731 Buyer’s Guide: Bathroom Fans

Buyer’s Guide: Bathroom Fans

Buyer’s Guide: Bathroom Fans

Save your bathroom from excess moisture and the problems that come with it—from cracked paint to mildew growth—with this shopping guide and our top picks.

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Nothing beats a hot shower at the end of a long day. But while the steamy water works wonders on your nerves, it has the opposite effect on your bathroom—especially if the enclosed space isn’t properly ventilated. Excess humidity settles on every available surface in a bathroom, causing damage in the form of cracked paint, peeling wallpaper, and warped cabinetry. What’s more, the buildup of moisture also encourages mold growth in drywall and caulking, which threatens indoor air quality. Some homeowners can ventilate their bathroom by opening a window after every bath or shower. Those without windows, however, should consider installing a bathroom exhaust fan. The best bathroom fan removes excess moisture to save your bathroom from damage, eliminate mirror fog, remove odors, and—most importantly—protect your family from mold-related health problems.

When shopping for a bathroom fan, you’ll find options available in a wide range of prices, from around $50 for a bare-bones model to a couple hundred dollars for high-end models that include lighting, heaters, and motion sensors. Add to the cost of the unit a professional installation for another $200 to $400, and it turns into quite an investment. Given the sum of expenses, homeowners must understand the ins and outs of bathroom fans before pulling out their credit cards. Here’s our guide to the best bathroom fan on the market today.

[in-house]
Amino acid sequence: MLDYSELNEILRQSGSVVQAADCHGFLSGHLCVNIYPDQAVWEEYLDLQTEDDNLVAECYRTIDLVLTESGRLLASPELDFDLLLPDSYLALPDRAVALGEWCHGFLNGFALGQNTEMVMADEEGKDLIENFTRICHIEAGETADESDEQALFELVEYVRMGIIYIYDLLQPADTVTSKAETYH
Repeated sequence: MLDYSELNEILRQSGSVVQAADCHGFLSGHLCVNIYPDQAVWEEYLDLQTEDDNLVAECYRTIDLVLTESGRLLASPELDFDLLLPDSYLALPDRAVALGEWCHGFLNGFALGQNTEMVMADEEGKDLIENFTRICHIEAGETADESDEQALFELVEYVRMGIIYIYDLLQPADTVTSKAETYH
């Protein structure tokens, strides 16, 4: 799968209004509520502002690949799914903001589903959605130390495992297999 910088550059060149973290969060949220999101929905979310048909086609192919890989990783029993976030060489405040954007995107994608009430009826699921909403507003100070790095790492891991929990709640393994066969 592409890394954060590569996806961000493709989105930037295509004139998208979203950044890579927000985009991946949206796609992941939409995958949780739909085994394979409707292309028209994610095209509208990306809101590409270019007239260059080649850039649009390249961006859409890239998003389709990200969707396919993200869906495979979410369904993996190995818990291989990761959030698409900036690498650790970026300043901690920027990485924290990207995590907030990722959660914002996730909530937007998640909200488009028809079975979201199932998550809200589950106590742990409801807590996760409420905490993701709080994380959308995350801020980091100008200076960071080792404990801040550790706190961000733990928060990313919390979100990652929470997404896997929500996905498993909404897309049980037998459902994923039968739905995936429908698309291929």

Buyer’s Guide: Bathroom Fans


Bathroom exhaust fans are measured in cubic feet per minute (CFM), which gives the amount of air moved by the fan each minute. The product’s box will list the CFM number, and it will typically give a suggested room size as well. As a general rule of thumb, homeowners should buy a fan with a minimum CFM rating that equates to your bathroom’s square footage. For example, you’ll want a 50 CFM rated fan for a 50-square-foot bathroom and a 100 CFM rated fan for a 100-square-foot bathroom.

For even more accuracy, measure your bathroom and use the following mathematical formula from Home Depot:

  • Length X Width X Height X 0.13 = Suggested CFM

Suppose your bathroom is 8 feet wide, 10 feet long, and 8 feet high. Then you’d multiply 8 by 10 by 8 by 0.13 for a total of 83.2. In this case, a fan with a CFM rating of 80 would probably be sufficient for your bathroom.


In addition to CFM measurement, consumers should consider a fan’s noise level. The noise emitted by an exhaust fan is rated in “sones,” and most fans have a sones rating between the range of 0.5 to 6.0. The lower the sones number (which is typically printed on the fan box), the quieter the fan will be when operating. Since a sones ratings of 1.0 compares to the sound of a quiet refrigerator, any fan with a sones rating of 1.0 or less is considered very quiet. On the other end of the scale, a sones rating greater than 4.0 might be loud enough to drown out your shower singing. Nowadays, many manufacturers produce bathroom fans that operate quietly. If you’re very worried about sound, consider installing a 6-inch ducting attachment for your fan rather than the standard 4-inch attachment. Air can move easier in a wider duct, so 6-inch duct puts less strain on the fan and allows for quieter operation.


Many homeowners opt for a bathroom fan with an integrated light. These fan/light combinations allow the buyer to remove their current light and install the new fixture with the existing wires, making installation easy. Some of these models also have motion sensors that automatically turn on the light when someone walks into the bathroom. Other optional features in bathroom fans include humidity sensors that activate the exhaust fan when the moisture levels reach a specific level, nightlights that offer a comforting glow for midnight bathroom visitors, and built-in heaters that warm the bathroom quickly on chilly winter mornings. Keep in mind that some features can add anywhere from $50 to $200 to the fan’s price.